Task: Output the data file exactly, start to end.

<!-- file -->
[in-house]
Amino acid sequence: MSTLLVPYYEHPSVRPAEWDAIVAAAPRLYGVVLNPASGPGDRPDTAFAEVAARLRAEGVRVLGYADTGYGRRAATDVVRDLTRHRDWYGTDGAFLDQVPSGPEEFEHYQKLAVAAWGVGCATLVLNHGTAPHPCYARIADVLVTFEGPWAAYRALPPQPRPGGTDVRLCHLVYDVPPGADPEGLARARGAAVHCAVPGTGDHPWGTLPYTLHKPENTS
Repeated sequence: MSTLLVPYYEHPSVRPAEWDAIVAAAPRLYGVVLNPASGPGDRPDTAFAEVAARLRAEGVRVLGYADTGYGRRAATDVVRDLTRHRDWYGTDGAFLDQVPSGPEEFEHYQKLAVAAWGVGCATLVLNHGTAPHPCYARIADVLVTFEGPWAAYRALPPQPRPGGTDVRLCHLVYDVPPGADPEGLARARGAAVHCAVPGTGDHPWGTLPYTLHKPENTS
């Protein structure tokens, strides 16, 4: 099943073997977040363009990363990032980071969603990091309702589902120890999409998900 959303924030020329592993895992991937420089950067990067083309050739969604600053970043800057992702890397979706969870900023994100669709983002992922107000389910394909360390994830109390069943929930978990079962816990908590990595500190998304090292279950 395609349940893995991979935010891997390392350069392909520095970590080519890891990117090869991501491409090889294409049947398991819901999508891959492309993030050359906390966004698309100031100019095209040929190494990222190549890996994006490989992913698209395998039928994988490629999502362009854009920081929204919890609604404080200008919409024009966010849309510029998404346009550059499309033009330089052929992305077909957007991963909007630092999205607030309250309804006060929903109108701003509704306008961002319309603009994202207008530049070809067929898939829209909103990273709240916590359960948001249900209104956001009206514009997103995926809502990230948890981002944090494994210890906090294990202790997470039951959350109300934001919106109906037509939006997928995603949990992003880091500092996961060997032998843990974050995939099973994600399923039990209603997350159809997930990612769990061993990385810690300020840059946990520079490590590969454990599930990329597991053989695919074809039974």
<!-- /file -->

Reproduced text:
[in-house]
Amino acid sequence: MSTLLVPYYEHPSVRPAEWDAIVAAAPRLYGVVLNPASGPGDRPDTAFAEVAARLRAEGVRVLGYADTGYGRRAATDVVRDLTRHRDWYGTDGAFLDQVPSGPEEFEHYQKLAVAAWGVGCATLVLNHGTAPHPCYARIADVLVTFEGPWAAYRALPPQPRPGGTDVRLCHLVYDVPPGADPEGLARARGAAVHCAVPGTGDHPWGTLPYTLHKPENTS
Repeated sequence: MSTLLVPYYEHPSVRPAEWDAIVAAAPRLYGVVLNPASGPGDRPDTAFAEVAARLRAEGVRVLGYADTGYGRRAATDVVRDLTRHRDWYGTDGAFLDQVPSGPEEFEHYQKLAVAAWGVGCATLVLNHGTAPHPCYARIADVLVTFEGPWAAYRALPPQPRPGGTDVRLCHLVYDVPPGADPEGLARARGAAVHCAVPGTGDHPWGTLPYTLHKPENTS
């Protein structure tokens, strides 16, 4: 099943073997977040363009990363990032980071969603990091309702589902120890999409998900 959303924030020329592993895992991937420089950067990067083309050739969604600053970043800057992702890397979706969870900023994100669709983002992922107000389910394909360390994830109390069943929930978990079962816990908590990595500190998304090292279950 395609349940893995991979935010891997390392350069392909520095970590080519890891990117090869991501491409090889294409049947398991819901999508891959492309993030050359906390966004698309100031100019095209040929190494990222190549890996994006490989992913698209395998039928994988490629999502362009854009920081929204919890609604404080200008919409024009966010849309510029998404346009550059499309033009330089052929992305077909957007991963909007630092999205607030309250309804006060929903109108701003509704306008961002319309603009994202207008530049070809067929898939829209909103990273709240916590359960948001249900209104956001009206514009997103995926809502990230948890981002944090494994210890906090294990202790997470039951959350109300934001919106109906037509939006997928995603949990992003880091500092996961060997032998843990974050995939099973994600399923039990209603997350159809997930990612769990061993990385810690300020840059946990520079490590590969454990599930990329597991053989695919074809039974």